References to the research

[1] Mikhail Bulgakov, Flight (041104350433), edited with Introduction, Notes and Vocabulary by J.A.E. Curtis, (Bristol Classical Press, 1997, 88 pp.). Available on request. Publisher is an imprint of Bloomsbury Publishing, academic division.

[2] J.A.E. Curtis, 'A Theatrical Battle of Wits: Bulgakov, Maiakovskii and Meierkhol'd', Modern Language Review, 108.3 (2013), 921-46. In REF2 [Modern Language Review readers' reports: `Overall summary: This is an excellent article: well-argued, well-evidenced and well-written.']


[3] J.A.E. Curtis, The Englishman from Lebedian'. A Life of Evgeny Zamiatin (1884-1937), (Academic Studies Press, published October 2013, 145,000 words). In REF 2 [Reader's report: `This is a very good manuscript. It is a well-written, deeply researched treatment of a major figure in twentieth-century Russian literature. [...] distinguished not just by the range of its research but also by its balance [...] the writing overall is wonderful.'

Details of the impact

Curtis's reputation as a specialist on Russian literature, with particular reference to drama, has led to collaborations with several leading and high profile British theatre companies since 2008, supporting them in staging Russian drama (or dramatising Russian prose texts) in a wide variety of ways. Her work has had several key impacts including 1) improving the quality of translations available to theatres; 2) improving the quality of performances through educating the cast on the specifics of Russian literary history and theatrical practice; 3) contributing to the professional practice of theatres, by enabling the directors and backstage teams to provide a more authentic or convincing staging; and 4) engaging the interest and enriching the experience of audiences within and beyond theatres, through talks, podcasts and the writing of features for theatre programmes. The beneficiaries have included theatre companies themselves (directors, cast and crew), a playwright, and theatre-goers as well as the wider general public.

1) improving the quality of translations available to theatres

Based on her research in Russian Theatre outlined in §3, Curtis has been involved in evaluating translations as well as creating a new translation of a Russian play for use in theatres. Through doing this she has improved the standard of translations in use, giving the actors and audiences a more accurate portrayal of the original text. In 2009 she was involved in reviewing for the Royal Shakespeare Company (RSC) the translations of two newly-commissioned plays, Vorozhbit's The Grainstore, and the Durnenkovs' Drunks. In 2011 she made a literal translation of Galin's Stars in the Morning Sky, for the Belgrade Theatre (Coventry). She was able to give advice to the playwright adapting her translation for the stage, allowing him to overcome difficulties in the work: `I'm very glad I made the visit, and came home feeling much clearer' he said [1].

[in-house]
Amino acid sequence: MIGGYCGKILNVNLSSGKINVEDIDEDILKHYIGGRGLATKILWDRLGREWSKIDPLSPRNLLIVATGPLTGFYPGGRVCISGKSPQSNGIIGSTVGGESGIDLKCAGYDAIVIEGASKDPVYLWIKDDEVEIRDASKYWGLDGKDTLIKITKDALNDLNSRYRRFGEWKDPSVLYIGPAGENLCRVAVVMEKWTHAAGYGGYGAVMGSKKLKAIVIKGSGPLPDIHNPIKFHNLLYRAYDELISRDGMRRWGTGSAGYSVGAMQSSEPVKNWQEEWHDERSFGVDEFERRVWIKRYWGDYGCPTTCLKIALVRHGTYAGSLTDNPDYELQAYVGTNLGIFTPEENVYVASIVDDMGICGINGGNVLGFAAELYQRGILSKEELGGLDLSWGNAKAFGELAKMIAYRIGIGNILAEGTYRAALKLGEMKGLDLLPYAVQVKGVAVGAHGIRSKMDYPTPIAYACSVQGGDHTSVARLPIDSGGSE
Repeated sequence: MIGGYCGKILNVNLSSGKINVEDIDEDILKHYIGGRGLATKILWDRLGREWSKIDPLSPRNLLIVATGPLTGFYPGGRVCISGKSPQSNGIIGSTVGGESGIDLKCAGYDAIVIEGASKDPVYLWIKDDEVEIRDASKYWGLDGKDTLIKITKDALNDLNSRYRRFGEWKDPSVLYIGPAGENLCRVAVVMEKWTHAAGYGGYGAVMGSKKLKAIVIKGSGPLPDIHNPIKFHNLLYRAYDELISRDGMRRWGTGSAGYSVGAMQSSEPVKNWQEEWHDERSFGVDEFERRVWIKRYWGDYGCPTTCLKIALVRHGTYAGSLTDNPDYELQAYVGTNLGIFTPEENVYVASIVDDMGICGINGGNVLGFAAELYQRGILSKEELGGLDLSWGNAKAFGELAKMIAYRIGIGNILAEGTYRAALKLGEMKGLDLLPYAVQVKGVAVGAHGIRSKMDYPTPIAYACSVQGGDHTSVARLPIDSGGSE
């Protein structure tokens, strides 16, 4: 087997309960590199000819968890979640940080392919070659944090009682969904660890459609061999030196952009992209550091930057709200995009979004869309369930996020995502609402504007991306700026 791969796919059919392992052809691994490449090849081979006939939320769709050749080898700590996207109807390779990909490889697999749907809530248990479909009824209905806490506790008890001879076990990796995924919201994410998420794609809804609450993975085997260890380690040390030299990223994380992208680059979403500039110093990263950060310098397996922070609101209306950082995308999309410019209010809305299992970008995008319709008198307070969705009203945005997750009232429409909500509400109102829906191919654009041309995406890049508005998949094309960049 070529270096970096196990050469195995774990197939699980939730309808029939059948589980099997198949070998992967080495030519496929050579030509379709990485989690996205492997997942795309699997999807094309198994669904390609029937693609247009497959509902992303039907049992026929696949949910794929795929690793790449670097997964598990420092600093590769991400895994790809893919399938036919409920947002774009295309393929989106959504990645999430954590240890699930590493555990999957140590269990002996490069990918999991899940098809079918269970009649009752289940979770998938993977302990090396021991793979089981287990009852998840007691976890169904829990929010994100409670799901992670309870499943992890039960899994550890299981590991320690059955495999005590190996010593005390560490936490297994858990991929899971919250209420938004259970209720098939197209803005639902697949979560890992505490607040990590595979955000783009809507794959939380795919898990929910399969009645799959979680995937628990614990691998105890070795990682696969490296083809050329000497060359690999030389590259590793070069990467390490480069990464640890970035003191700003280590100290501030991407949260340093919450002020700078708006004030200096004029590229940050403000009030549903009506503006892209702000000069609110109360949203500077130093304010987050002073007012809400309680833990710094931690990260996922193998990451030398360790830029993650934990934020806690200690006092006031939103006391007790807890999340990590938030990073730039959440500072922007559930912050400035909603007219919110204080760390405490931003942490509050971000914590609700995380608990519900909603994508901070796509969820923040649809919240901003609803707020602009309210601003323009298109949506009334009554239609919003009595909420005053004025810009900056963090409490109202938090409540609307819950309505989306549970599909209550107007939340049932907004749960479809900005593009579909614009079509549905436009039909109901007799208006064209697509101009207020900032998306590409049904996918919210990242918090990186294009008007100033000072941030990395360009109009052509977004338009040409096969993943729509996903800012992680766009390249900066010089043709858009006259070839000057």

2) improving the quality of performances through educating the cast

Curtis has led significant educational work with casts of actors, allowing them to delve into the specifics of Russian literary history and theatrical practice, thus enabling them to create more accurate portrayals, using authentic methods. She delivers education mainly in the form of talks and workshops with the casts. In 2008 the Artistic Director of the RSC, named Curtis his `Special Adviser' as he prepared a 3-year project of theatre from and about Russia This included Curtis providing six workshops in Stratford and London for about 150 people, including the entire acting company, as well as many other RSC staff (producers, directors, administrative team, props, music, movement etc.). The sessions offered an introduction to Russian history and language, and a Q&A about the plays they were working on. These workshops were felt by the company to be very useful to them: `Thank you again for your inspiring help.'[2].When Curtis interviewed the Artistic Director for the RSC's International Council, in the presence of HRH Prince Michael of Kent, one RSC officer commented that `One of the catering staff [...] is doing theatre studies and said she learned more in that hour than she has in hours of college lectures!' [2]. In 2010 Curtis also fulfilled an invitation from the Director of the National Theatre (NT), to talk to the cast of The White Guard about Bulgakov and the historical background to the play.[3]